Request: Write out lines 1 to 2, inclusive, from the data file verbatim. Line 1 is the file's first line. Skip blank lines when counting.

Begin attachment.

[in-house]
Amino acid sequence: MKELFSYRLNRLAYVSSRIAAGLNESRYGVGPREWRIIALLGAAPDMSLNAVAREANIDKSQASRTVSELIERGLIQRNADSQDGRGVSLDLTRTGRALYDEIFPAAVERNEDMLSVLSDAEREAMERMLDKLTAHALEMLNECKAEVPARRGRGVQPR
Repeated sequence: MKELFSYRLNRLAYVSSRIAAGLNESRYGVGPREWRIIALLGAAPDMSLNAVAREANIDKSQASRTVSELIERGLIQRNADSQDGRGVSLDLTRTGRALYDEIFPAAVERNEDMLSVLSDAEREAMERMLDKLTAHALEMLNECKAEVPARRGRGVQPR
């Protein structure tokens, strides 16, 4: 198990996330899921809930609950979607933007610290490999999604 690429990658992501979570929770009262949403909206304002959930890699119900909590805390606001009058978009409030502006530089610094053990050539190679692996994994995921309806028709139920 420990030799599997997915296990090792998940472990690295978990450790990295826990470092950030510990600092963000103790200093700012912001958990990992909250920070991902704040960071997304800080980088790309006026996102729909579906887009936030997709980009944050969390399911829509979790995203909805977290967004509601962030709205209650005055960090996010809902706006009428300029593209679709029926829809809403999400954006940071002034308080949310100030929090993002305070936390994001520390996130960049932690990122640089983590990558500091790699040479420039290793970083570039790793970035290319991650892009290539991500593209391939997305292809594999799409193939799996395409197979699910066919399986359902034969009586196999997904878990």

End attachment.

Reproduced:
[in-house]
Amino acid sequence: MKELFSYRLNRLAYVSSRIAAGLNESRYGVGPREWRIIALLGAAPDMSLNAVAREANIDKSQASRTVSELIERGLIQRNADSQDGRGVSLDLTRTGRALYDEIFPAAVERNEDMLSVLSDAEREAMERMLDKLTAHALEMLNECKAEVPARRGRGVQPR